Despite forecasts of historic snowfalls, large crowds are participating in today’s annual March for Life in Washington, D.C.

Americans from across the country have come to the National Mall on the 43rd anniversary of the Supreme Court’s decisions in Roe v. Wade and Doe v. Bolton, which invented a right to abortion on demand across the country, to join in somber remembrance of the lives lost.

Since that cold January day in 1973, more than 56 million children have lost their lives to legal abortion, and countless women have felt the devastating impacts of abortion on demand.

For more than forty years, the pro-life movement has witnessed to the truth that the Supreme Court denied: that at the moment of conception, a new human being comes into existence who is a person with inestimable value and a right to life.

Today’s March, like so many before it, overwhelmingly features young people—a testament to the truth’s ability to not only change the hearts and minds of an entire generation, but ignite a passion that’s hard to quench.

But the power of the pro-life movement is not merely in the many thousands of marchers who make their now familiar journey to the Supreme Court each year. The movement’s heartbeat and success are in the simple, daily witness of Americans who recognize that every human has the right to life and that abortion victimizes both mother and child.

Every day, thousands of pregnancy centers across the country provide counseling and medical services and empower women facing difficult situations with life-affirming options. Pregnant women and expectant couples are offered vital parenting resources, and birth mothers in tough circumstances are educated on the beautiful choice of adoption and are connected with the many families eager and ready to open their hearts and homes to children.

This cultural shift toward life is reflected in the over 200 pro-life laws enacted by policymakers in the last four years alone. Many include policies ensuring that women are given accurate information before an abortion procedure, abortion facilities are held to reasonable safety standards, and limits are placed on late-term abortions that not only take the lives of children that can live outside the womb, but can also harm women.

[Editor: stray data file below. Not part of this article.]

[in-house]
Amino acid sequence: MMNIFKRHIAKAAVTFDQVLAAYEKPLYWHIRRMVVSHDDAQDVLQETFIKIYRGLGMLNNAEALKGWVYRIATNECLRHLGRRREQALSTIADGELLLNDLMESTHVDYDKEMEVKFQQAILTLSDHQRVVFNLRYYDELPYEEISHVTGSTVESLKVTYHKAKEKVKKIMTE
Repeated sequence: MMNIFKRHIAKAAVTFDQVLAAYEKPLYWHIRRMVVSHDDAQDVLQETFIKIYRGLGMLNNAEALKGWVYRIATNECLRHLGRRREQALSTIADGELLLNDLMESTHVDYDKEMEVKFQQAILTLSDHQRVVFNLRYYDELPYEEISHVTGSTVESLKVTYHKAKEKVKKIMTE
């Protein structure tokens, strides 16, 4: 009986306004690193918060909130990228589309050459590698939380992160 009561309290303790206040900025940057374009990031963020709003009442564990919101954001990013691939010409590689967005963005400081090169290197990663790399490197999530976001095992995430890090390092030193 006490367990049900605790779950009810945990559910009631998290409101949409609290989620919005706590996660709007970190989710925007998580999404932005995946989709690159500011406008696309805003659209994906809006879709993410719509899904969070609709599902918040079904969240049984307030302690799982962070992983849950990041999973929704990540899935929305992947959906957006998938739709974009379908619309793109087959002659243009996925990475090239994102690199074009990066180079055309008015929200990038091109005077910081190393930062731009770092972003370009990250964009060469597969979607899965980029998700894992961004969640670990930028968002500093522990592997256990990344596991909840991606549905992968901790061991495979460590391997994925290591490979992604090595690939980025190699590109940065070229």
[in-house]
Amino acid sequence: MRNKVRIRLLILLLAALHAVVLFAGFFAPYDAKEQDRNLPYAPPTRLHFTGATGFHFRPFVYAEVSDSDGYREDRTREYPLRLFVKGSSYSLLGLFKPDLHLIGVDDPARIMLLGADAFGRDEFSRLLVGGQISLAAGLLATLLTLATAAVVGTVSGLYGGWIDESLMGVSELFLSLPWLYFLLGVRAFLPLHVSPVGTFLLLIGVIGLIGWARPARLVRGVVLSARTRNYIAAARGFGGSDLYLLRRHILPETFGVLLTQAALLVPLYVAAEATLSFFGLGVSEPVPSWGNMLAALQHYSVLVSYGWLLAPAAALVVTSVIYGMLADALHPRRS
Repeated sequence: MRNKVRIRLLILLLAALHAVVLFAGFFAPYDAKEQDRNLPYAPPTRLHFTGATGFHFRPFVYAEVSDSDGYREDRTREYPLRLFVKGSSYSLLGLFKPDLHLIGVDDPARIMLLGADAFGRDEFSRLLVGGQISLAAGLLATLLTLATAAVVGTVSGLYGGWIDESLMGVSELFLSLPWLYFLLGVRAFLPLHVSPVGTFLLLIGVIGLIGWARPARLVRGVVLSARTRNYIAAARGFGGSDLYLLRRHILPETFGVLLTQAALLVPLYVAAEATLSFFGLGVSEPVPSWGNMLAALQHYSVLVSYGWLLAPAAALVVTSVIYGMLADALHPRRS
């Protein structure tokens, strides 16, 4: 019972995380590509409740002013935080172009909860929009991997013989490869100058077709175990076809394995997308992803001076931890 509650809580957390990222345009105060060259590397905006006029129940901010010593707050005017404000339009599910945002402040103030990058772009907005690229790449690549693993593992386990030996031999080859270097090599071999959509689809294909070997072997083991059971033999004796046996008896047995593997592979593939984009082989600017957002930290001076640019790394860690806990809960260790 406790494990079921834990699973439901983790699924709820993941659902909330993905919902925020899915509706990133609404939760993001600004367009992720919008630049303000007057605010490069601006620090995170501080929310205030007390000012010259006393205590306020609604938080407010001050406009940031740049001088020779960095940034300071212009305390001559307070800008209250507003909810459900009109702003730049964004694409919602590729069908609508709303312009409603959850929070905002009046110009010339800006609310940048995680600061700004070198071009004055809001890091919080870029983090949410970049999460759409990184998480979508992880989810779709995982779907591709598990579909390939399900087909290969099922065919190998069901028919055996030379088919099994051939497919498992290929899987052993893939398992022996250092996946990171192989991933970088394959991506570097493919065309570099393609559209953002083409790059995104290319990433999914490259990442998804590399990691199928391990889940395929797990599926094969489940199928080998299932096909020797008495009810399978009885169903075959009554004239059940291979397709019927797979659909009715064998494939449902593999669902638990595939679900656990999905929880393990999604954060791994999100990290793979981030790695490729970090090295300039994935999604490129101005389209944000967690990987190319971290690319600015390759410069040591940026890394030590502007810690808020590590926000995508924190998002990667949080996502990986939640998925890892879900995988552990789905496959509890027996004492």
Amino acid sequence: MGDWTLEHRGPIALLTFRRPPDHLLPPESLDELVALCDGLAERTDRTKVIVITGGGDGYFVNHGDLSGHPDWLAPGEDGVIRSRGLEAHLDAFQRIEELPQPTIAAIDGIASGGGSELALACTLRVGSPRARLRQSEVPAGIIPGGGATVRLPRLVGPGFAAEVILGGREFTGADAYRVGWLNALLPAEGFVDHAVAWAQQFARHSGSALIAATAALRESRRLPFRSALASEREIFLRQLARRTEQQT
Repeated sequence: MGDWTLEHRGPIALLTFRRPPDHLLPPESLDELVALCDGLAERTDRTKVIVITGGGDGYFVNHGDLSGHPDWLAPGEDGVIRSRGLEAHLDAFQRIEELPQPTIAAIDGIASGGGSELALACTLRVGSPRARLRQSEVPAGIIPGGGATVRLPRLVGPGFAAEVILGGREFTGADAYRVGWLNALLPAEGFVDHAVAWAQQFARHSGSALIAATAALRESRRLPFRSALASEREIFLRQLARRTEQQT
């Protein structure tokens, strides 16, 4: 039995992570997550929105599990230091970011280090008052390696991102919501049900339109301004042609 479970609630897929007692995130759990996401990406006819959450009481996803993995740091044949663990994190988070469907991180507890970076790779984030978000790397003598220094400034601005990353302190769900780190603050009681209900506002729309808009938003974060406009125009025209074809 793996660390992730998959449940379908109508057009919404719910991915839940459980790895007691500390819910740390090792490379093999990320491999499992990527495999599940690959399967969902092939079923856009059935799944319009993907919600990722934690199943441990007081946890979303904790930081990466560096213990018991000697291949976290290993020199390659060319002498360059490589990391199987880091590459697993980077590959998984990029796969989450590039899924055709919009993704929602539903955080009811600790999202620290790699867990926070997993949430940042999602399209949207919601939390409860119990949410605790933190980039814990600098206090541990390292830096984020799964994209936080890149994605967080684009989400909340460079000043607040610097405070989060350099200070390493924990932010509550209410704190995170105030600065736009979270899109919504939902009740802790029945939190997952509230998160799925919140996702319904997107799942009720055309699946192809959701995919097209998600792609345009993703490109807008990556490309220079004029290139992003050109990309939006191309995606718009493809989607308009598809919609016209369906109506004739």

The March for Life’s theme for 2016, “Pro-Life and Pro-Woman Go Hand-in-Hand,” takes on particular significance this coming year as the country continues to face the gruesome reality of abortion and debates how to better serve and defend both women and unborn children.

This spring, the Supreme Court will consider one of the most important cases on abortion policy in recent decades. On March 2, the justices will hear oral arguments in Whole Women’s Health v. Cole, a case challenging two Texas provisions that place commonsense health and safety standards on the abortion industry. The law in question, known as H.B. 2, requires in part that abortion facilities meet the same minimum standards for cleanliness and safety as other outpatient surgery facilities and that physicians performing abortions have admitting privileges at nearby hospitals.

This cultural shift towards life is reflected in the over 200 pro-life laws enacted by policymakers in the last four years alone.

Both provisions seek to increase the safety of an industry that often goes about its life-ending work with little oversight. With the memory of late-term abortionist Kermit Gosnell’s “house of horrors” still fresh in many Americans’ minds, the Supreme Court should recognize states’ legitimate interest in advancing commonsense regulations of a lucrative industry that makes much of its money on poor people in dire straits.

Meanwhile, leaders at both state and national levels continue working to remove taxpayer funding from Planned Parenthood affiliates, following disturbing videos showing executives at America’s largest abortion provider haggling over the sale of body parts from aborted children. (Planned Parenthood has denied illegal activity.)

The videos released this summer have shown the nation where the logic of abortion on demand inevitably leads: to where tiny livers and lungs are useful for harvesting, but the nameless baby they come from is too small, dependent, disabled, or simply inconvenient to be allowed to continue living. The value of a life within Planned Parenthood’s walls is measured by its utility and convenience—rather than the inherent dignity of every human being.

All women—but especially those facing difficult circumstances—deserve better care for their health and more options than the cold doors of an abortion facility. Taxpayer funding at both the state and federal levels would be put to better use at the thousands of other health centers that provide a wider range of care for women without entanglement with abortion-on-demand.

The pro-life movement will face these debates, as they have numerous others over the past forty years: patiently speaking the truth about the worth and dignity of every mother and child and providing hope, resources, and healing for those caught in a culture that too often devalues life.